Jumièges Abbey was founded in 654 on a gift of forested land belonging to the royal fisc presented by Clovis II and his queen, Balthild, to the Frankish nobleman Filibertus, who had been the companion of Saints Ouen and Wandrille at the Merovingian court of Dagobert I. Under the second abbot, Saint Achard, Jumièges prospered and soon numbered nearly a thousand monks.
In the 9th century it was pillaged and burnt to ground by the Vikings, but was rebuilt on a grander scale by William Longespee, Duke of Normandy (d. 942). A new church was consecrated in 1067 in the presence of William the Conqueror.
Enjoying the patronage of the dukes of Normandy, the abbey became a great centre of religion and learning, its schools producing, amongst many other scholars, the national historian, William of Jumièges. It reached the zenith of its fame about the eleventh century, and was regarded as a model for all the monasteries of the province. It was renowned especially for its charity to the poor, being popularly called 'Jumièges l'Aumônier'.
The church was enlarged in 1256, and again restored in 1573. The abbots of Jumièges took part in all the great affairs of the church and state. One of them, Robert Champart, became Archbishop of Canterbury in 1051, after being Bishop of London. Many others became bishops in France, and some were also raised to the dignity of cardinal.The fortunes of the abbey suffered somewhat through the English invasion of the fifteenth century, but it recovered and maintained its prosperity and high position until the whole province was devastated by the Huguenots and the Wars of Religion. In 1649, during the abbacy of Francis III, Jumièges was taken over by the Maurist Congregation, under which rule some of its former grandeur was resuscitated.
The French Revolution, however, ended its existence as a monastery, leaving only impressive ruins. These comprise the church, with its beautiful twin towers and western façade, and portions of the cloisters and library, the contents of which were removed to Rouen when the abbey was dissolved. In the middle of the former cloister, there is still the 500 year-old yew tree. A gallery of the cloister was bought by Lord Stuart de Rothesay to rebuild it in Highcliffe Castle near Bournemouth, Sussex.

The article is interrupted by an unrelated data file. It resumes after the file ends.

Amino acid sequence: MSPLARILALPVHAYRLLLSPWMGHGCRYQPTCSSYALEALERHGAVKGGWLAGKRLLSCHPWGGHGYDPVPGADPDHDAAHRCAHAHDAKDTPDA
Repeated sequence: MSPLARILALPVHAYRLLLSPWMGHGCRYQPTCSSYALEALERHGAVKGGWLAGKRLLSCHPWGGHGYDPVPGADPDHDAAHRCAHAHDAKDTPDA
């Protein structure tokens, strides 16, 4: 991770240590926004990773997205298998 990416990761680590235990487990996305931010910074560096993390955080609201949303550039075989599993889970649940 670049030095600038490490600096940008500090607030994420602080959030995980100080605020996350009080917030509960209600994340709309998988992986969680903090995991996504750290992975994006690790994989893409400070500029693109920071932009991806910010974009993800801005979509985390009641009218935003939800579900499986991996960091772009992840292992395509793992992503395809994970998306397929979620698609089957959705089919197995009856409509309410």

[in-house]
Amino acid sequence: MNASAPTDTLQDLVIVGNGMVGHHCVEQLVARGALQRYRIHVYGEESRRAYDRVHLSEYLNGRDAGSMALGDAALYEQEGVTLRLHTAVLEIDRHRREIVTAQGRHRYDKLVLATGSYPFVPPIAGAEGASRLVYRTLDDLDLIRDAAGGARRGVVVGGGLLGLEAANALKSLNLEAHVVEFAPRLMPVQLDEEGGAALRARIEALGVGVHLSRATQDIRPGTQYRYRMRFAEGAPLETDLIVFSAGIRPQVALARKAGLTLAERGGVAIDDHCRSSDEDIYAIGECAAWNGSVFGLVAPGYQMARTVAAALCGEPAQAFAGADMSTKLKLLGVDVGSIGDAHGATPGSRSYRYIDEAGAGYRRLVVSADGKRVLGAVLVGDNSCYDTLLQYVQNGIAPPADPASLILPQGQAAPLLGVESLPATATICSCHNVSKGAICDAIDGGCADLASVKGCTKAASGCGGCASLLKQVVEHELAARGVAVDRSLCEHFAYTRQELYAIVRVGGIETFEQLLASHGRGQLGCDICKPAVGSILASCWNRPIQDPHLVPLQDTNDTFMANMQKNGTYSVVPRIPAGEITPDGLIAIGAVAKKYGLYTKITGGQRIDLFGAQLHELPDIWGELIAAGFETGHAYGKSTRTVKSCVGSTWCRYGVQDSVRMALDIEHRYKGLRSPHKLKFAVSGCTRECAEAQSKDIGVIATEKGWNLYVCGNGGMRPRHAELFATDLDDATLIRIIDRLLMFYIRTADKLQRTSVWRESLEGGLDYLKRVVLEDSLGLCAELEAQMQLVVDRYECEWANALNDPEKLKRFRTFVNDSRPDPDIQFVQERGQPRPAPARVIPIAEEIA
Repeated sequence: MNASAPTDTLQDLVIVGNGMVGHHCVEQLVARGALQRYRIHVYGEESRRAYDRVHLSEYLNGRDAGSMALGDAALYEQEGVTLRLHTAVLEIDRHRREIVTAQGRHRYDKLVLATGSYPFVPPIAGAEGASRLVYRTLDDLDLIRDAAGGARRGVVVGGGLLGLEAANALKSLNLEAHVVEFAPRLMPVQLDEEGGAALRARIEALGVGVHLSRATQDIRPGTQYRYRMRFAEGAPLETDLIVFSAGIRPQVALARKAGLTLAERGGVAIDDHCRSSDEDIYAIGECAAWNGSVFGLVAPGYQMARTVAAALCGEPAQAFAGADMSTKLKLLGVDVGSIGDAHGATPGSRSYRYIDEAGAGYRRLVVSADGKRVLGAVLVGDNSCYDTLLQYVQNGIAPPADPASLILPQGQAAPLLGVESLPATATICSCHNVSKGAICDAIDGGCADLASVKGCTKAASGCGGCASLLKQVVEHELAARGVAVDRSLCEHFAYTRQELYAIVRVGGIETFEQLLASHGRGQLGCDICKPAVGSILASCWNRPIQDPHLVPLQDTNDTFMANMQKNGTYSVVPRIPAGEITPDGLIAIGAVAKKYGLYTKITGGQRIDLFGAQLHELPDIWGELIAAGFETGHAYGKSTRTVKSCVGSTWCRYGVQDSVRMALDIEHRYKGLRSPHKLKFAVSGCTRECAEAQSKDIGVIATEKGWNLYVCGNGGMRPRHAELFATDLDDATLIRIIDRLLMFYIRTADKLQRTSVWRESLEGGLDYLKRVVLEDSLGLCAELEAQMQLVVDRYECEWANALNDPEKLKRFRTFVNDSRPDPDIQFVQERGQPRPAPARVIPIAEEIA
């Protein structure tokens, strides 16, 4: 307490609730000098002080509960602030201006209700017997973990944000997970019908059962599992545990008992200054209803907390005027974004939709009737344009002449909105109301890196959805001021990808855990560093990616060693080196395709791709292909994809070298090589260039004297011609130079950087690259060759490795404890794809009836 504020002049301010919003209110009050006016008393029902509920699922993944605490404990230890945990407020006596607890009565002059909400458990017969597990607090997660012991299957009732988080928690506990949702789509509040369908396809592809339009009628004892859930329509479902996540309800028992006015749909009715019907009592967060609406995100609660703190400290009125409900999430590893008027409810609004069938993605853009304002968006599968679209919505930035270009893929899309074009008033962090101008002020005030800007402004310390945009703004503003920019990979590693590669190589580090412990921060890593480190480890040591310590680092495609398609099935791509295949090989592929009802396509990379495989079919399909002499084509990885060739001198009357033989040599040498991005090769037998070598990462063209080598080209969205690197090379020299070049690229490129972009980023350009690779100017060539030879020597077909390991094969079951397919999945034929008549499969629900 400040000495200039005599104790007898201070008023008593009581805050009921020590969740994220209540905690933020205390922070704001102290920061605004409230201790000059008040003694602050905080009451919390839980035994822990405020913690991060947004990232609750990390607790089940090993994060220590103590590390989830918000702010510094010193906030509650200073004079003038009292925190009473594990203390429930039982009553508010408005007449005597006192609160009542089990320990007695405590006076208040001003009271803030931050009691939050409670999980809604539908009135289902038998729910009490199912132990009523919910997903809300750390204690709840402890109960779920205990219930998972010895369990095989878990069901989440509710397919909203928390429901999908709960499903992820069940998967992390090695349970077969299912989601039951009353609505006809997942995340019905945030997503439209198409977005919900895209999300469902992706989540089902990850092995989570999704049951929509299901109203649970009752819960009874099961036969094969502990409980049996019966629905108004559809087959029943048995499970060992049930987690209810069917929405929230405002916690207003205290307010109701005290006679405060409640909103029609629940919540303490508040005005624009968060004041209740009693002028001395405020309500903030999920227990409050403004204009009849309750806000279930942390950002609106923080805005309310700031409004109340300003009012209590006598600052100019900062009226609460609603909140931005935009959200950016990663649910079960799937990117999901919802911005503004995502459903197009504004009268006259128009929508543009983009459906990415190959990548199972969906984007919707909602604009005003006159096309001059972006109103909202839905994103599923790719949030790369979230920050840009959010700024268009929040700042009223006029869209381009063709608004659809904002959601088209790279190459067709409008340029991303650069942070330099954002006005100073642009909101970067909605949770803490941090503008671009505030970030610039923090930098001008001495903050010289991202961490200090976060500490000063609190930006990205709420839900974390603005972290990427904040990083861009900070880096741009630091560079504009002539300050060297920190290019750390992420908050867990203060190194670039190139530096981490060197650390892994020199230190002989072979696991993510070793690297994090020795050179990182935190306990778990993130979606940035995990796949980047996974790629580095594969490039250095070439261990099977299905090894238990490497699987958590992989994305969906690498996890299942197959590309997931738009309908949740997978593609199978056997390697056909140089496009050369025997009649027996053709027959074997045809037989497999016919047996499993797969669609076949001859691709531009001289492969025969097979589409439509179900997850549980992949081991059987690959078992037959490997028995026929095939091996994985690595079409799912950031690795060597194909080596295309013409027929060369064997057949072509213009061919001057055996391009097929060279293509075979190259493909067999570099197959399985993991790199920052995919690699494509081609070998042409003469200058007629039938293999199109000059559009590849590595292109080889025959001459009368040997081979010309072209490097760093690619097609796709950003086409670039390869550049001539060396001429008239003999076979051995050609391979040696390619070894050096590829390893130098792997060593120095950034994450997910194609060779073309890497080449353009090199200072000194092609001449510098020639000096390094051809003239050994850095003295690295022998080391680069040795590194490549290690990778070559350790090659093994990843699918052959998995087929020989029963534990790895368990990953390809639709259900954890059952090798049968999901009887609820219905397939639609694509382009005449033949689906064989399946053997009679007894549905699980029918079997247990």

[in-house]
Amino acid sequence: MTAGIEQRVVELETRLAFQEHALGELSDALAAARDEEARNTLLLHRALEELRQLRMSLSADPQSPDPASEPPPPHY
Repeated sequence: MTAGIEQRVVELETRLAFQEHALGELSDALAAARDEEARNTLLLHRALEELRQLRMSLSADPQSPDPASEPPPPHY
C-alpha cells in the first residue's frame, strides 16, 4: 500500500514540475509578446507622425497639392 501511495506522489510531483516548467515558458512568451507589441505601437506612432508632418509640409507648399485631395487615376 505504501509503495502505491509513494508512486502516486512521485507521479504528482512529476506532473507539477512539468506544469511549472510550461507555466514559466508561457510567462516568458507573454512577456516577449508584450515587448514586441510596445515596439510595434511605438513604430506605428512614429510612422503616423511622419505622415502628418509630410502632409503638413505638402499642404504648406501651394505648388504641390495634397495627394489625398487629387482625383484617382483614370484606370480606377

The Nobel Prize-winning French novelist Roger Martin du Gard devoted his dissertation to an archaeological study of the ruins.References:
The Mosque–Cathedral of Córdoba, also known as the Great Mosque of Córdoba and the Mezquita is regarded as one of the most accomplished monuments of Moorish architecture.
According to a traditional account, a small Visigoth church, the Catholic Basilica of Saint Vincent of Lérins, originally stood on the site. In 784 Abd al-Rahman I ordered construction of the Great Mosque, which was considerably expanded by later Muslim rulers. The mosque underwent numerous subsequent changes: Abd al-Rahman II ordered a new minaret, while in 961 Al-Hakam II enlarged the building and enriched the Mihrab. The last of such reforms was carried out by Almanzor in 987. It was connected to the Caliph"s palace by a raised walkway, mosques within the palaces being the tradition for previous Islamic rulers – as well as Christian Kings who built their palaces adjacent to churches. The Mezquita reached its current dimensions in 987 with the completion of the outer naves and courtyard.
In 1236, Córdoba was conquered by King Ferdinand III of Castile, and the centre of the mosque was converted into a Catholic cathedral. Alfonso X oversaw the construction of the Villaviciosa Chapel and the Royal Chapel within the mosque. The kings who followed added further Christian features, such as King Henry II rebuilding the chapel in the 14th century. The minaret of the mosque was also converted to the bell tower of the cathedral. It was adorned with Santiago de Compostela"s captured cathedral bells. Following a windstorm in 1589, the former minaret was further reinforced by encasing it within a new structure.
The most significant alteration was the building of a Renaissance cathedral nave in the middle of the expansive structure. The insertion was constructed by permission of Charles V, king of Castile and Aragon. Artisans and architects continued to add to the existing structure until the late 18th century.
The building"s floor plan is seen to be parallel to some of the earliest mosques built from the very beginning of Islam. It had a rectangular prayer hall with aisles arranged perpendicular to the qibla, the direction towards which Muslims pray. The prayer hall was large and flat, with timber ceilings held up by arches of horseshoe-like appearance.
In planning the mosque, the architects incorporated a number of Roman columns with choice capitals. Some of the columns were already in the Gothic structure; others were sent from various regions of Iberia as presents from the governors of provinces. Ivory, jasper, porphyry, gold, silver, copper, and brass were used in the decorations. Marvellous mosaics and azulejos were designed. Later, the immense temple embodied all the styles of Morisco architecture into one composition.
The building is most notable for its arcaded hypostyle hall, with 856 columns of jasper, onyx, marble, granite and porphyry. These were made from pieces of the Roman temple that had occupied the site previously, as well as other Roman buildings, such as the Mérida amphitheatre. The double arches were an innovation, permitting higher ceilings than would otherwise be possible with relatively low columns. The double arches consist of a lower horseshoe arch and an upper semi-circular arch.